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The art of fiction: the return of 007

13 April 2012

9:07 AM

13 April 2012

9:07 AM

Bond is back. William Boyd has agreed to don the garb of Ian Fleming and write the latest tale in 007’s story.

Boyd will not be aping Fleming’s style. The recent franchise revivals by Sebastian Faulks and Jeffrey Deaver are singularly different to each other and
the original canon, while remaining faithful to the (anti-)hero in some fundamental way. They match the Bond film series in that regard. Daniel Craig, Sean Connery and Roger Moore could not be more
dissimilar in their depictions of the character, yet each is recognisably shaken not stirred. 

Deaver and Faulks wrote slightly psychological Bond thrillers — I can’t really remember where they were set. William Boyd is, as Daisy Dunn wrote yesterday, a writer who generates suspense through atmosphere and place as much as in the minds of his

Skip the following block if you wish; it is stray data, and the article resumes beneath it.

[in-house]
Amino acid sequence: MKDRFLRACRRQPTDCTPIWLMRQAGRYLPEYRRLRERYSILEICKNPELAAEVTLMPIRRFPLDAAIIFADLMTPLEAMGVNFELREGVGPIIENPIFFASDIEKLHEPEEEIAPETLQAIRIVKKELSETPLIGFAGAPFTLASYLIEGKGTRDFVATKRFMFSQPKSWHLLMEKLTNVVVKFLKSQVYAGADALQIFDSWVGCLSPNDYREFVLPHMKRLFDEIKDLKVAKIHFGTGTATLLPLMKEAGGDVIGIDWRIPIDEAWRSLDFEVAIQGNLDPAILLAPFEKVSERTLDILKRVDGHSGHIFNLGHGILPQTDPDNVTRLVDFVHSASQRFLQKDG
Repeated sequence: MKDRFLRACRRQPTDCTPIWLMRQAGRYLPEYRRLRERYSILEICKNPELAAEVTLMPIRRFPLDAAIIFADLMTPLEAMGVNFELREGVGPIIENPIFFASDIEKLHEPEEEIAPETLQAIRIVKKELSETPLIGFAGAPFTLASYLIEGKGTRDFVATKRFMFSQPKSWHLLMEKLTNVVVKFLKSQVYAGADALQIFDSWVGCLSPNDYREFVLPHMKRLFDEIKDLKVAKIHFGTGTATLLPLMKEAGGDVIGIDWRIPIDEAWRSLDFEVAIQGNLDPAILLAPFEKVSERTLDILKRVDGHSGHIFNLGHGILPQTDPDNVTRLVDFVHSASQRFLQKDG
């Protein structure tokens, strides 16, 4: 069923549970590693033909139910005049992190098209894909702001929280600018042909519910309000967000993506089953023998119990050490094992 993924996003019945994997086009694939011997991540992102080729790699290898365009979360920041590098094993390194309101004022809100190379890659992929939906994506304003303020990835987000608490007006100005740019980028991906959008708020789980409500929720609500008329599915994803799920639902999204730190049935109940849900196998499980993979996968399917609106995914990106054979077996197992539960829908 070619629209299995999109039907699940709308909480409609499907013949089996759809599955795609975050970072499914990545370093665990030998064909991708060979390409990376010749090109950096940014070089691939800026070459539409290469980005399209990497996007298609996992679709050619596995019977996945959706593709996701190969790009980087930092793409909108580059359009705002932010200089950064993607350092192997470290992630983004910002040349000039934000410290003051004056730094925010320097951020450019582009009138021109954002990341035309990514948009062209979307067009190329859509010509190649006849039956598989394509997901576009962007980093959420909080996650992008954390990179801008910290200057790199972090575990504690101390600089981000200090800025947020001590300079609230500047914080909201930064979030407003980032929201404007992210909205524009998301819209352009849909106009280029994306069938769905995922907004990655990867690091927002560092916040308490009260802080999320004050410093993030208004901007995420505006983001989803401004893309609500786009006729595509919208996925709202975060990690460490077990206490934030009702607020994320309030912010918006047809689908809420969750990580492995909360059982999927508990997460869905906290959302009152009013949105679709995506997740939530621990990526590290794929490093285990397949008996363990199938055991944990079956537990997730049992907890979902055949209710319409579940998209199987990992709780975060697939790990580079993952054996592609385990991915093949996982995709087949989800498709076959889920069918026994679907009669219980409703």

characters. He used 20th Century London in Restless and Ordinary Thunderstorms as he used Vienna in
Waiting for Sunrise.

Perhaps that explains why Boyd is confident enough to return Bond to the Connery era, as it were, by opening the novel in 1969. (There is also a sentimental reason: he said yesterday that his
favourite Bond book is From Russia With Love,
a sign of the highest taste.) As for where the action will be set, did he give a clue at the recent Oxford Literary Festival? He said that he was working on a novel set in Africa. You could assume
that he was referring to the new Bond book, but with the prolific Boyd you can’t be sure. But I like the idea of Bond being blown around post-colonial Africa on the winds of change.

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